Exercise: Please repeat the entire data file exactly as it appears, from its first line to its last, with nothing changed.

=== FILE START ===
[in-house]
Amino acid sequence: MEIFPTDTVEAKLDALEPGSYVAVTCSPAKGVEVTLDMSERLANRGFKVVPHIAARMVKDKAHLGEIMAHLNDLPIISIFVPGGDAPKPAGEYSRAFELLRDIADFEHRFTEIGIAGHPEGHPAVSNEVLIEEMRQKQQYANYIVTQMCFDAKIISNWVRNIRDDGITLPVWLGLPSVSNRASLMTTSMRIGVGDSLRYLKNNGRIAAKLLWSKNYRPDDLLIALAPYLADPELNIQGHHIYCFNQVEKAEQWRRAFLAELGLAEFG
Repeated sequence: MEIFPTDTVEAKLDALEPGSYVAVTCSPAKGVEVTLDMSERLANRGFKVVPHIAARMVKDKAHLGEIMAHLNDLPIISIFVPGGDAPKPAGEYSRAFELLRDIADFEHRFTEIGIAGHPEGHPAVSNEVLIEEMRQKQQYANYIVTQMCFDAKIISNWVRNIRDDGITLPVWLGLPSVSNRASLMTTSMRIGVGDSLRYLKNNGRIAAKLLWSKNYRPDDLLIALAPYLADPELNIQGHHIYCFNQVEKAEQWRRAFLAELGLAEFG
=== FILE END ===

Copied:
[in-house]
Amino acid sequence: MEIFPTDTVEAKLDALEPGSYVAVTCSPAKGVEVTLDMSERLANRGFKVVPHIAARMVKDKAHLGEIMAHLNDLPIISIFVPGGDAPKPAGEYSRAFELLRDIADFEHRFTEIGIAGHPEGHPAVSNEVLIEEMRQKQQYANYIVTQMCFDAKIISNWVRNIRDDGITLPVWLGLPSVSNRASLMTTSMRIGVGDSLRYLKNNGRIAAKLLWSKNYRPDDLLIALAPYLADPELNIQGHHIYCFNQVEKAEQWRRAFLAELGLAEFG
Repeated sequence: MEIFPTDTVEAKLDALEPGSYVAVTCSPAKGVEVTLDMSERLANRGFKVVPHIAARMVKDKAHLGEIMAHLNDLPIISIFVPGGDAPKPAGEYSRAFELLRDIADFEHRFTEIGIAGHPEGHPAVSNEVLIEEMRQKQQYANYIVTQMCFDAKIISNWVRNIRDDGITLPVWLGLPSVSNRASLMTTSMRIGVGDSLRYLKNNGRIAAKLLWSKNYRPDDLLIALAPYLADPELNIQGHHIYCFNQVEKAEQWRRAFLAELGLAEFG